Page:History of botany (Sachs; Garnsey).djvu/41

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Chap. I.]
21
from Brunfels to Kaspar Bauhin.

to give a clear idea of this the first botanic terminology by selected examples; yet the attempt must be made, because it is in this way only that we learn to see from what feeble beginnings the later scientific terminology and morphology has been developed. Thus we read: 'Acinus' denotes not merely, as many believe, the grains inside the grape, but the whole fruit, which consists of juice, of a fleshy portion with the stones ('vinaceis'), and of the outer skin. Galen is quoted as authority for the following explanation: 'Alae' are said to be the hollows (angles) between the stem and its branches (the leaves), from which new sprouts ('proles') proceed. 'Asparragi,' the germs of herbs which appear before the leaves and the first edible shoots are developed. 'Baccae' are smaller 'foetus' of herbs, shrubs, and trees, which appear separate and isolated on the plant, as for example laurel-berries ('partus lauri'), and differ from acini, inasmuch as these are more crowded together. 'Internodium' is that which lies between the articulations or knees. 'Racemus' is used for the bunch of grapes, but does not belong to the vine only, but also to the ivy and other herbs and shrubs which bear clusters of any kind. The majority of such explanations of names concern the forms of the stem and the branches, but the most remarkable thing about the whole list is, that it does not include the words flower and root; yet under the word 'julus' occurs the statement, that it is that which in the hazel 'compactili callo racematim cohaeret,' and may be described as a long worm borne on a special pendent stalk and coming before the fruit. Though the word flower is not explained, yet some parts of the flower are mentioned; thus it is said, 'stamina sunt, qui in medio calycis erumpunt apices, sic dicta quod veluti filamenta intimo floris sinu prosiliant.' The explanation of the word fruit may be added: 'Fructus, quod carne et semine compactum est; frequenter tamen pro eo, quod involucre perinde quasi carne et semine coactum est, accipi solet.'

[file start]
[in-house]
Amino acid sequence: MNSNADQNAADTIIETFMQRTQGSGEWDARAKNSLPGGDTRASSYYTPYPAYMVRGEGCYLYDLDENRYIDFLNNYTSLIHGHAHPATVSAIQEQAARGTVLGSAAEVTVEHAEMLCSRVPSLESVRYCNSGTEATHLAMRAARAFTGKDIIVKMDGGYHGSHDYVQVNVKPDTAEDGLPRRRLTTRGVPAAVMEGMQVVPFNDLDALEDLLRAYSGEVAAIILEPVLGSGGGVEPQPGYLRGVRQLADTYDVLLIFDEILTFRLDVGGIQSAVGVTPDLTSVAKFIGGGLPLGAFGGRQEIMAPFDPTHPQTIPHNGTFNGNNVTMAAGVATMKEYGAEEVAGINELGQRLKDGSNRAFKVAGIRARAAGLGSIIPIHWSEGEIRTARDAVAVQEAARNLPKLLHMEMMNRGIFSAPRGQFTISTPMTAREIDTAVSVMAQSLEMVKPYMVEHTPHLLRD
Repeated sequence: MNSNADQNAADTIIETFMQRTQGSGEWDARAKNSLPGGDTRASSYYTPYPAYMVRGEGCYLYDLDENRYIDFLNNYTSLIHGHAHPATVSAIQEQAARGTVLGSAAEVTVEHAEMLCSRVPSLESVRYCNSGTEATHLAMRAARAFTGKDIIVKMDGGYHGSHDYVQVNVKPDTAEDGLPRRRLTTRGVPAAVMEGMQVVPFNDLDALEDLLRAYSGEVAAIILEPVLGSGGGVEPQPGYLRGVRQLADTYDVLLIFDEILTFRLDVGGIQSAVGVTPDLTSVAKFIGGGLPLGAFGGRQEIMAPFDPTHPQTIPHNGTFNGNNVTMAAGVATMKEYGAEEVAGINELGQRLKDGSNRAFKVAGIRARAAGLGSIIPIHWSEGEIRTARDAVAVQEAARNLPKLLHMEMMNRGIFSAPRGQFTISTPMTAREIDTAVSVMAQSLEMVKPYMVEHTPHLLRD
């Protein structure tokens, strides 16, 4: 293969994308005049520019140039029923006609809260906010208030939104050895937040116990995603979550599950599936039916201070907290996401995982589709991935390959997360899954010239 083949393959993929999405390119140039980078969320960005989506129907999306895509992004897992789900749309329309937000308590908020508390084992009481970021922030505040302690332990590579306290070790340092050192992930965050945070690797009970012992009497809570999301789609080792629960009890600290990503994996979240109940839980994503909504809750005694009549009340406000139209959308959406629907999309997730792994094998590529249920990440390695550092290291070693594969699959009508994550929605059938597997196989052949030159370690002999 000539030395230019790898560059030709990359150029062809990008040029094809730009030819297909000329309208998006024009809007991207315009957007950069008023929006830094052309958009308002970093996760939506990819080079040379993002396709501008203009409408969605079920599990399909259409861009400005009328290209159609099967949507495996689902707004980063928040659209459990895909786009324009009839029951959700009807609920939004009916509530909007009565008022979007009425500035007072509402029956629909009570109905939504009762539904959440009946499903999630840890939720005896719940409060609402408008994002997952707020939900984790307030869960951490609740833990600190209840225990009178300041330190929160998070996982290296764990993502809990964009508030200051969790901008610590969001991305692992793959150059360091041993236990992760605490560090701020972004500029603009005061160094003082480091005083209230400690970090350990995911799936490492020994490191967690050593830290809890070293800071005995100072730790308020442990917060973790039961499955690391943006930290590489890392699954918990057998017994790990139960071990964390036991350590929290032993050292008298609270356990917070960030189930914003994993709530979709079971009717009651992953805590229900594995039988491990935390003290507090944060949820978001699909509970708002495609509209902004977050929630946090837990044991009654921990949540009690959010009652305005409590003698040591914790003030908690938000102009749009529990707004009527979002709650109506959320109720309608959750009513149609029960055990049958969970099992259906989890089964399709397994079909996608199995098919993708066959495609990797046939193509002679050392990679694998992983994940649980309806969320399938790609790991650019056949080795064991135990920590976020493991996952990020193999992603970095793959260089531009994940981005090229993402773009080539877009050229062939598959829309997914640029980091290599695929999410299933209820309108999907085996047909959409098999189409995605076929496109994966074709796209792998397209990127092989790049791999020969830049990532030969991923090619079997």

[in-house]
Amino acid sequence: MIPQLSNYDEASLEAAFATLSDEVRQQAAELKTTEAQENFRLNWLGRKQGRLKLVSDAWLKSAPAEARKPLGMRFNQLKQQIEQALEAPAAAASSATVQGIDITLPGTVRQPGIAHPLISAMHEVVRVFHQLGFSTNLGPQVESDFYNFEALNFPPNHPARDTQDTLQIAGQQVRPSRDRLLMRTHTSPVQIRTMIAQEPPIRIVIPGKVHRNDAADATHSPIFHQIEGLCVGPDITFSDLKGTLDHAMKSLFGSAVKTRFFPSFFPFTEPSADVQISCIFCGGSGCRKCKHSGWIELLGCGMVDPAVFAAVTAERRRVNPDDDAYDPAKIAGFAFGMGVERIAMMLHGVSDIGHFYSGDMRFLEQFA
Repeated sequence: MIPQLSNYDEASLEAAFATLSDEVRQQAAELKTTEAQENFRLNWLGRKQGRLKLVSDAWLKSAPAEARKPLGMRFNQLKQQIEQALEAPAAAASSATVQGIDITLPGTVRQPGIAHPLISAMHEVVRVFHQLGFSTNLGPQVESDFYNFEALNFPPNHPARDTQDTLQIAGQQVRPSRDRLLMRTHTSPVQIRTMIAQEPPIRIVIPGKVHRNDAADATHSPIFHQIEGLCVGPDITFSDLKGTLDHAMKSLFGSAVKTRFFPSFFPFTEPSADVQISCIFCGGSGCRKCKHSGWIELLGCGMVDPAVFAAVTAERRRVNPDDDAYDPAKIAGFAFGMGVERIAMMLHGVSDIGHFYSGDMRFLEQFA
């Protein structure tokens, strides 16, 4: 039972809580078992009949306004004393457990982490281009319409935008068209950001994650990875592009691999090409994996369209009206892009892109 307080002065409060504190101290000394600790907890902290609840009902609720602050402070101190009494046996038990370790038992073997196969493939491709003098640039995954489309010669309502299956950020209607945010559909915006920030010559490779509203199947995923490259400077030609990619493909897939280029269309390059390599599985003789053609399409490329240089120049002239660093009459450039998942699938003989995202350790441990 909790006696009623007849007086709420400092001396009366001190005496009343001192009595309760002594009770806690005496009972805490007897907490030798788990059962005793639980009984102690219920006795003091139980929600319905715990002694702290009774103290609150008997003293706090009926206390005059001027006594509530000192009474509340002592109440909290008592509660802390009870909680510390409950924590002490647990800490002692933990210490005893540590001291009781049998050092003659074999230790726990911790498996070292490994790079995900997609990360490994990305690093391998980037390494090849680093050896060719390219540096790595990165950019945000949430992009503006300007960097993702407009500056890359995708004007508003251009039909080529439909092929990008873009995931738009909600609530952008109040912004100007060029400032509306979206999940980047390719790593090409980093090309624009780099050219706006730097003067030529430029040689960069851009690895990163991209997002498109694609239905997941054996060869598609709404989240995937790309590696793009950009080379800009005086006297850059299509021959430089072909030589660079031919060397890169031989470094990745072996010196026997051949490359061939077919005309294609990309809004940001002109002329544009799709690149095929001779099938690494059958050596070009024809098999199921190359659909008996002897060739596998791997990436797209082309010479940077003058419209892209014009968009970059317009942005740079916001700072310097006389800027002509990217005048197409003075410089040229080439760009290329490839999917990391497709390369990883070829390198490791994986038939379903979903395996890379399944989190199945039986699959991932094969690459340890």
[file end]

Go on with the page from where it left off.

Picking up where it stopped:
Progress in this direction was slow but still recognisable. In